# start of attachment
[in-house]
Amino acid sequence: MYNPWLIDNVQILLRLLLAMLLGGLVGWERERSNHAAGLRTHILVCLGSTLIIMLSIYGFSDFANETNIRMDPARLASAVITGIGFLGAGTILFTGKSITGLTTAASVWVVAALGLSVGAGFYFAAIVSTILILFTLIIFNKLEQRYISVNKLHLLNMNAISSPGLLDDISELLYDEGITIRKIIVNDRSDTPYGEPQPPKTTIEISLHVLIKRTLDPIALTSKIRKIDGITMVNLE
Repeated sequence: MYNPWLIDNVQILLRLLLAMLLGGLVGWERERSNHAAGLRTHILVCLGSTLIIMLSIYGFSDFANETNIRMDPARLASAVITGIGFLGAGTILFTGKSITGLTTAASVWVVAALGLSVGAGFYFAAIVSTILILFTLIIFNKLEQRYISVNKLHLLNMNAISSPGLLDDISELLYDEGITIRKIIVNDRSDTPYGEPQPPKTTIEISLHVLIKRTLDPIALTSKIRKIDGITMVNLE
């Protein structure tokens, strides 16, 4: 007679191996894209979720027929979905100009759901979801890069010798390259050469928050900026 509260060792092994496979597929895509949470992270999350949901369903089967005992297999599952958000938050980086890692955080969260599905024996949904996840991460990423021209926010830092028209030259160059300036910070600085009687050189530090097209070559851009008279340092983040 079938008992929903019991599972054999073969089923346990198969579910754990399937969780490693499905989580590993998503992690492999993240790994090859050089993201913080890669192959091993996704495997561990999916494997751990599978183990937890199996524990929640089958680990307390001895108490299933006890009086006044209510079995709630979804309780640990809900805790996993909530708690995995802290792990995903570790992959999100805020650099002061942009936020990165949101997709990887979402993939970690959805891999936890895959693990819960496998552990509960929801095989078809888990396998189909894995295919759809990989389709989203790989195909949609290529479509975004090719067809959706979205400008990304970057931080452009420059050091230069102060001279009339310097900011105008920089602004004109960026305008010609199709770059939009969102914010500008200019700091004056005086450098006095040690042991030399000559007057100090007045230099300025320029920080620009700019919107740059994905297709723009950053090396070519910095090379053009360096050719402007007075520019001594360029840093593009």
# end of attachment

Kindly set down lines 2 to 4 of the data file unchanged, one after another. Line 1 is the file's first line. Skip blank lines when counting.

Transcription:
Amino acid sequence: MYNPWLIDNVQILLRLLLAMLLGGLVGWERERSNHAAGLRTHILVCLGSTLIIMLSIYGFSDFANETNIRMDPARLASAVITGIGFLGAGTILFTGKSITGLTTAASVWVVAALGLSVGAGFYFAAIVSTILILFTLIIFNKLEQRYISVNKLHLLNMNAISSPGLLDDISELLYDEGITIRKIIVNDRSDTPYGEPQPPKTTIEISLHVLIKRTLDPIALTSKIRKIDGITMVNLE
Repeated sequence: MYNPWLIDNVQILLRLLLAMLLGGLVGWERERSNHAAGLRTHILVCLGSTLIIMLSIYGFSDFANETNIRMDPARLASAVITGIGFLGAGTILFTGKSITGLTTAASVWVVAALGLSVGAGFYFAAIVSTILILFTLIIFNKLEQRYISVNKLHLLNMNAISSPGLLDDISELLYDEGITIRKIIVNDRSDTPYGEPQPPKTTIEISLHVLIKRTLDPIALTSKIRKIDGITMVNLE
């Protein structure tokens, strides 16, 4: 007679191996894209979720027929979905100009759901979801890069010798390259050469928050900026 509260060792092994496979597929895509949470992270999350949901369903089967005992297999599952958000938050980086890692955080969260599905024996949904996840991460990423021209926010830092028209030259160059300036910070600085009687050189530090097209070559851009008279340092983040 079938008992929903019991599972054999073969089923346990198969579910754990399937969780490693499905989580590993998503992690492999993240790994090859050089993201913080890669192959091993996704495997561990999916494997751990599978183990937890199996524990929640089958680990307390001895108490299933006890009086006044209510079995709630979804309780640990809900805790996993909530708690995995802290792990995903570790992959999100805020650099002061942009936020990165949101997709990887979402993939970690959805891999936890895959693990819960496998552990509960929801095989078809888990396998189909894995295919759809990989389709989203790989195909949609290529479509975004090719067809959706979205400008990304970057931080452009420059050091230069102060001279009339310097900011105008920089602004004109960026305008010609199709770059939009969102914010500008200019700091004056005086450098006095040690042991030399000559007057100090007045230099300025320029920080620009700019919107740059994905297709723009950053090396070519910095090379053009360096050719402007007075520019001594360029840093593009």